Almost from its launch in 1905, Variety has used its own, distinctive slanguage in headlines and stories, words like ankle, which refers to someone leaving (say, walking away from) a job, or whammo, which refers to something terrific, especially box office performance.
In part it was a device to fit long words into small headlines, but it was also to create a clubby feel among the paper’s entertainment industry readers. People in the business understood thrush; those outside the business, well, they weren’t Variety’s target readers anyway.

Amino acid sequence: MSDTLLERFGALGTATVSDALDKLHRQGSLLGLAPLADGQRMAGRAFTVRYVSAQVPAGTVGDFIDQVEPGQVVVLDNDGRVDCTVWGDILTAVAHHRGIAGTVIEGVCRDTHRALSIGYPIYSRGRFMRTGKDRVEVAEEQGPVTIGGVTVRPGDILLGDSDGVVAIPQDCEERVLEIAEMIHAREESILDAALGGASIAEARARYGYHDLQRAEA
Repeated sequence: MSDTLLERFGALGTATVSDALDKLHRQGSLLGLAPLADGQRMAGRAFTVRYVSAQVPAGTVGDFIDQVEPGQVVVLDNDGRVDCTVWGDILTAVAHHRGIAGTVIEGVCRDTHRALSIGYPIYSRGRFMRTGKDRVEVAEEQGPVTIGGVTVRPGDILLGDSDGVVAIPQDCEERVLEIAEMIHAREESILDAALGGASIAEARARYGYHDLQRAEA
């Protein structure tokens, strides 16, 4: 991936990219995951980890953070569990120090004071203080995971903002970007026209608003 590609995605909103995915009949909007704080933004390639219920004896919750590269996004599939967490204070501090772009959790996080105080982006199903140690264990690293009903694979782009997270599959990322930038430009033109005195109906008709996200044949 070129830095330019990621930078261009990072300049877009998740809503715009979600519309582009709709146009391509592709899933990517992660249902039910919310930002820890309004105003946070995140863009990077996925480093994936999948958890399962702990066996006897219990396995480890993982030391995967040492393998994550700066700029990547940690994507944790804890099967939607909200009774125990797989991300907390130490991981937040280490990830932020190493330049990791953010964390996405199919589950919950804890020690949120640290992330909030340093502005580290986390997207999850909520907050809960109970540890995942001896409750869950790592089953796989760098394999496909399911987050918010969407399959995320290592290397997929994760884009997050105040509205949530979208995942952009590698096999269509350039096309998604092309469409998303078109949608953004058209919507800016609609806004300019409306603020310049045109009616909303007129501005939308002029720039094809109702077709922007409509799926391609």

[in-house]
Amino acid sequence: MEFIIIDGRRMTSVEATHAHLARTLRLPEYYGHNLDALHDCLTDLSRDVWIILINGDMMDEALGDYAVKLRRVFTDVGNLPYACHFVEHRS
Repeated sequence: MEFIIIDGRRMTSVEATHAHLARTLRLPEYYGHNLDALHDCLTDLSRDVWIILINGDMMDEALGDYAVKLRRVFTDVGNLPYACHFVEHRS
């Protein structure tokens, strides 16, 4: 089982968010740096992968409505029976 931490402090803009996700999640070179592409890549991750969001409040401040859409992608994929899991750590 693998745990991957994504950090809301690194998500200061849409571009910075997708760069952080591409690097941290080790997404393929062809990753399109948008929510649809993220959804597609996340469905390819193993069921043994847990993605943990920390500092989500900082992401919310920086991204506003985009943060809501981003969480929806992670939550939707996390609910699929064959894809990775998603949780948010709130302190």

Click here to listen to an NPR interview with Variety awards editor Tim Gray, where he provides a boffo summary of what slanguage is.
Now that Variety is available online, we offer the following glossary of terms, most of which you’re likely to see while scanning this…